Volkswagen Beetle (1969) Review

By: Michael Browning, Photography by: Easton Chang

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Billet Beetle: VW hot rod. Professor Ferdinand Porsche could never have imagined what Sydney's Peter Huckstepp has done to his 'people's car'.

Volkswagen Beetle (1969) Review
VW Beetle

 

Volkswagen Beetle

[Oct 2007] Michelangelo Buonarroti and Peter Huckstepp have a lot in common. The famous 16th century Italian artist would regard a solid block of white Carrara marble and see yet-to-be shaped figures trapped within: a group of tormented slaves craving freedom; a brooding David about to slay Goliath.

Peter Huckstepp looks at a billet of aluminium and sees Volkswagen Beetle parts: dashboard knobs, mirrors, distributor housings, wiper arms and maybe a dipstick.

If Michelangelo had owned a 1969 1500 Beetle like Peter, maybe he would have felt the same.

Huckstepp's obsession with Beetle bling has its roots in his chosen trade as a machinist and tool maker. But where most of his fellow practitioners would be glad to leave their lathes, drills and buffing pads at work, Peter has always played with billets of metal, mainly aluminium, in his spare time.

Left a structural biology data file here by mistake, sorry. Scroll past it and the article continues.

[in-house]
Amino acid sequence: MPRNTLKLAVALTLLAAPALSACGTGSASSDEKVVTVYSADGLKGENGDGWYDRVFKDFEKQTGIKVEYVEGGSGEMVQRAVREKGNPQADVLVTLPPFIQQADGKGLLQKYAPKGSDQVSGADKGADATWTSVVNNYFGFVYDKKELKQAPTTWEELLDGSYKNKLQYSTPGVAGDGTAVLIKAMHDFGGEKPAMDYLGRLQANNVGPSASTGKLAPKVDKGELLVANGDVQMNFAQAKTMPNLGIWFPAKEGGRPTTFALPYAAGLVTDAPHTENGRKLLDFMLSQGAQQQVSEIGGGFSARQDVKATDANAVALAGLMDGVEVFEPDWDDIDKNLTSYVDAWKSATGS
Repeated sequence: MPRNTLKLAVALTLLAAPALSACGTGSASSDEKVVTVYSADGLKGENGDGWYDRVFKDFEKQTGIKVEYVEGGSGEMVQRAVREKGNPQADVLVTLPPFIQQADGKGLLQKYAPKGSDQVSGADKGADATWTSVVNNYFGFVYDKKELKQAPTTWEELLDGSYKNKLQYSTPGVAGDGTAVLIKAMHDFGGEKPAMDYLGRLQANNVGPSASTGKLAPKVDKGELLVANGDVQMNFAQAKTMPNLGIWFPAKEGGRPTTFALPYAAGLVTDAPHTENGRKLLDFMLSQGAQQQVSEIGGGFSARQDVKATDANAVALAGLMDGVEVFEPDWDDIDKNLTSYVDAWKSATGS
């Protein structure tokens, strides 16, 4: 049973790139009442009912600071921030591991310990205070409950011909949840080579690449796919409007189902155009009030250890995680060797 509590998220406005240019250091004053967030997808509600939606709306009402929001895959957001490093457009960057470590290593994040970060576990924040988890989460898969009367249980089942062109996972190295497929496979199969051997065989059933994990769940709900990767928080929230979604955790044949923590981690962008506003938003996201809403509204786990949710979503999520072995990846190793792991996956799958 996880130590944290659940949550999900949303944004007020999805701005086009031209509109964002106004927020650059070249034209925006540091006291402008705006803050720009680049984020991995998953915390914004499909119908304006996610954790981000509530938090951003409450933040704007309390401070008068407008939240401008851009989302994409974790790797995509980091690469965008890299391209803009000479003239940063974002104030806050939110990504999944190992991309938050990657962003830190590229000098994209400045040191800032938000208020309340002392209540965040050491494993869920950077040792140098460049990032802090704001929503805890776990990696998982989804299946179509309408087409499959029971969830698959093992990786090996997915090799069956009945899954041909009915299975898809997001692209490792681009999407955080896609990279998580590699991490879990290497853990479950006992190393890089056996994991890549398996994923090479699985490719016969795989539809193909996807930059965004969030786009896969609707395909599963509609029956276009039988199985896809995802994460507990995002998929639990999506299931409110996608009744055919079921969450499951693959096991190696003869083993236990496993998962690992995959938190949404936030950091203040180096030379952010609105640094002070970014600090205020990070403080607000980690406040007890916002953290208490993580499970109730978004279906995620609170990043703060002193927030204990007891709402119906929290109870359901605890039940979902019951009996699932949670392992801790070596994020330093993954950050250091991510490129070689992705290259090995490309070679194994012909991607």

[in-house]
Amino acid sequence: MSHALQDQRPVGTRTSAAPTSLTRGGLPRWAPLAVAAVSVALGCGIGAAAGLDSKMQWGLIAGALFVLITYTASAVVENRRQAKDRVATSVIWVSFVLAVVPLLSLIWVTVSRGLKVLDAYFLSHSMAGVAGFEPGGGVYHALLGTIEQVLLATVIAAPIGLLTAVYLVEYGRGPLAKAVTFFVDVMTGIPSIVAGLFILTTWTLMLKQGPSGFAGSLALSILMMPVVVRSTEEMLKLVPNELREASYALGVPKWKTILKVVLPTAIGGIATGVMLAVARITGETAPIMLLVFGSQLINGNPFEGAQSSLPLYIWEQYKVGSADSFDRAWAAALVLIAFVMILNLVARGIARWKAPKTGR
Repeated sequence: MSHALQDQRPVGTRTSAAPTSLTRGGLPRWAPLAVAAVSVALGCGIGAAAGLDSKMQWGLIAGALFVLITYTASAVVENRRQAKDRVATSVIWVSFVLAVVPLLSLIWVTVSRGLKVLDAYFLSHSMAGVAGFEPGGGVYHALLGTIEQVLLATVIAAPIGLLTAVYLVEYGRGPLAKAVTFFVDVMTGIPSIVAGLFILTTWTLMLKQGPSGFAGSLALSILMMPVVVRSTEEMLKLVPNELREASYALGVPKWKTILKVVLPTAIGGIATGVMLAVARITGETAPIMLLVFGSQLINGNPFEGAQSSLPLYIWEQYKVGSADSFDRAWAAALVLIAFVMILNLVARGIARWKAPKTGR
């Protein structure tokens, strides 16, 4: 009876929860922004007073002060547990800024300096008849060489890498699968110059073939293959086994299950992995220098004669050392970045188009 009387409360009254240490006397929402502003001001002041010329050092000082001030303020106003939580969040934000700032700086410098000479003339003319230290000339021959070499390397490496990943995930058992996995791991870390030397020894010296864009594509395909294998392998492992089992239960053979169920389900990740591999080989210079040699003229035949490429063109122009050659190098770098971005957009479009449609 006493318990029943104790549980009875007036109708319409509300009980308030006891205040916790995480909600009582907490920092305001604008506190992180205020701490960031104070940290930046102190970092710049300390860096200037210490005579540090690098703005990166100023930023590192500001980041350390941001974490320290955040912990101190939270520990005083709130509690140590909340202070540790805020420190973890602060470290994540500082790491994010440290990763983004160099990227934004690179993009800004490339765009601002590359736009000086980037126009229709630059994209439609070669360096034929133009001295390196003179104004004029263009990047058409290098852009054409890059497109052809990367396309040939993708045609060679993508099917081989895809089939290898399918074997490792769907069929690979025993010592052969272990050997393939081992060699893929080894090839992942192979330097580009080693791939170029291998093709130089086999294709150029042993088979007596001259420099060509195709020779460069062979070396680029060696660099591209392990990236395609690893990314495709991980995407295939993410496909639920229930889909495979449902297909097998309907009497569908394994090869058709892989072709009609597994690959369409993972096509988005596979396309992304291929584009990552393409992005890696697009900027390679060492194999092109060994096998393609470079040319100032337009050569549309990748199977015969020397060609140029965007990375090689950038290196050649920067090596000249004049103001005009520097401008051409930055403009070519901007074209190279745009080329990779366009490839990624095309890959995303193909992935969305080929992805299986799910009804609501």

He started off whittling billets down to make model aeroplane parts when he was a 16-year old apprentice and built his own racing bike in 1984, fashioning the joints and lugs in his tiny home workshop and still enjoying it to the present day. But it was when he acquired his current VW Beetle around five years ago that his hobby took a manic turn.

He had been into Model A Fords for a while by that stage, with his interest spiked by his father-in-law, who lent him and his wife Dawn a Model A Tudor for the 1996 National Series.